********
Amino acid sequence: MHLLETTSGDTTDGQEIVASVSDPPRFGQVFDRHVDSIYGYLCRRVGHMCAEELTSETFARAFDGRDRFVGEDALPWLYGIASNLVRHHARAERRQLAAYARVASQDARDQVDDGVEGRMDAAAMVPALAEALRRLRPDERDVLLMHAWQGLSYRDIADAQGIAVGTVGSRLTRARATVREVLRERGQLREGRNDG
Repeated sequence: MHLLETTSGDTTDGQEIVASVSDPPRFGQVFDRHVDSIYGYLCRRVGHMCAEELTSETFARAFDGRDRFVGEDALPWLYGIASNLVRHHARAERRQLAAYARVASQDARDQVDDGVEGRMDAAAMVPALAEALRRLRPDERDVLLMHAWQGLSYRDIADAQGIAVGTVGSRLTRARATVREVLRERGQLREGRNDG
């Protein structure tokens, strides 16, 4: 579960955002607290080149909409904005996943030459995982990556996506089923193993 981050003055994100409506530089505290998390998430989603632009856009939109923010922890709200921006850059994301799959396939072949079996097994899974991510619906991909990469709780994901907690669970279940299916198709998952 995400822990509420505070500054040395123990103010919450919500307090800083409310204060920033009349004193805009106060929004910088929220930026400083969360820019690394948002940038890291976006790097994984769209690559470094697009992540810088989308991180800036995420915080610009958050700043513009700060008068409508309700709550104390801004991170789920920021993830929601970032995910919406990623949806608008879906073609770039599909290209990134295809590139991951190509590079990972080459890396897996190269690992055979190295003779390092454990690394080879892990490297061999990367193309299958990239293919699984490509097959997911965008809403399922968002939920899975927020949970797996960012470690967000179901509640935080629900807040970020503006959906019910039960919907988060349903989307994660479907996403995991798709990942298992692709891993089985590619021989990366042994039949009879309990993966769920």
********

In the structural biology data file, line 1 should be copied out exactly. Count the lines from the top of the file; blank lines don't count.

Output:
Amino acid sequence: MHLLETTSGDTTDGQEIVASVSDPPRFGQVFDRHVDSIYGYLCRRVGHMCAEELTSETFARAFDGRDRFVGEDALPWLYGIASNLVRHHARAERRQLAAYARVASQDARDQVDDGVEGRMDAAAMVPALAEALRRLRPDERDVLLMHAWQGLSYRDIADAQGIAVGTVGSRLTRARATVREVLRERGQLREGRNDG